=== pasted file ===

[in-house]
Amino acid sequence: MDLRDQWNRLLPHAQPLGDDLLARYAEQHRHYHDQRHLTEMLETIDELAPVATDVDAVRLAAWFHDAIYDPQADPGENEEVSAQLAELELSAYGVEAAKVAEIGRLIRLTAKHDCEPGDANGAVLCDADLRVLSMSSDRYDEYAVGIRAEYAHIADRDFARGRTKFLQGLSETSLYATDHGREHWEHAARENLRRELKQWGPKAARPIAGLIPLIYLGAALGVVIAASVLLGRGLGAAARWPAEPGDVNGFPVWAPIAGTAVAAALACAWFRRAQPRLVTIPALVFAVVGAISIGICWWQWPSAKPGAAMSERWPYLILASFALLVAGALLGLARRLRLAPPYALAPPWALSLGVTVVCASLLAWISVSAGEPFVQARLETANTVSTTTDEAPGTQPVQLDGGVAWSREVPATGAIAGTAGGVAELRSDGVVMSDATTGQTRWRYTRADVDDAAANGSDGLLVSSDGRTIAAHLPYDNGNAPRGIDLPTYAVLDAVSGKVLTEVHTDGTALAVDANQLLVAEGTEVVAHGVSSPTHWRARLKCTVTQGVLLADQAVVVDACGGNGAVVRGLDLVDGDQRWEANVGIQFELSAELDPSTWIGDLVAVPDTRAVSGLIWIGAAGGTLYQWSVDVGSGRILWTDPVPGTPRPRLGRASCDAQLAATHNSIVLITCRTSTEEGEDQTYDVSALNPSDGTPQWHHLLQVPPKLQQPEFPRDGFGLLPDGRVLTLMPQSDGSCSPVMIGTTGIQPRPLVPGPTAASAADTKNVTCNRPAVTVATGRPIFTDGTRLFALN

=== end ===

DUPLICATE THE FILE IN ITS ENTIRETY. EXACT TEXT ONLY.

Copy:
[in-house]
Amino acid sequence: MDLRDQWNRLLPHAQPLGDDLLARYAEQHRHYHDQRHLTEMLETIDELAPVATDVDAVRLAAWFHDAIYDPQADPGENEEVSAQLAELELSAYGVEAAKVAEIGRLIRLTAKHDCEPGDANGAVLCDADLRVLSMSSDRYDEYAVGIRAEYAHIADRDFARGRTKFLQGLSETSLYATDHGREHWEHAARENLRRELKQWGPKAARPIAGLIPLIYLGAALGVVIAASVLLGRGLGAAARWPAEPGDVNGFPVWAPIAGTAVAAALACAWFRRAQPRLVTIPALVFAVVGAISIGICWWQWPSAKPGAAMSERWPYLILASFALLVAGALLGLARRLRLAPPYALAPPWALSLGVTVVCASLLAWISVSAGEPFVQARLETANTVSTTTDEAPGTQPVQLDGGVAWSREVPATGAIAGTAGGVAELRSDGVVMSDATTGQTRWRYTRADVDDAAANGSDGLLVSSDGRTIAAHLPYDNGNAPRGIDLPTYAVLDAVSGKVLTEVHTDGTALAVDANQLLVAEGTEVVAHGVSSPTHWRARLKCTVTQGVLLADQAVVVDACGGNGAVVRGLDLVDGDQRWEANVGIQFELSAELDPSTWIGDLVAVPDTRAVSGLIWIGAAGGTLYQWSVDVGSGRILWTDPVPGTPRPRLGRASCDAQLAATHNSIVLITCRTSTEEGEDQTYDVSALNPSDGTPQWHHLLQVPPKLQQPEFPRDGFGLLPDGRVLTLMPQSDGSCSPVMIGTTGIQPRPLVPGPTAASAADTKNVTCNRPAVTVATGRPIFTDGTRLFALN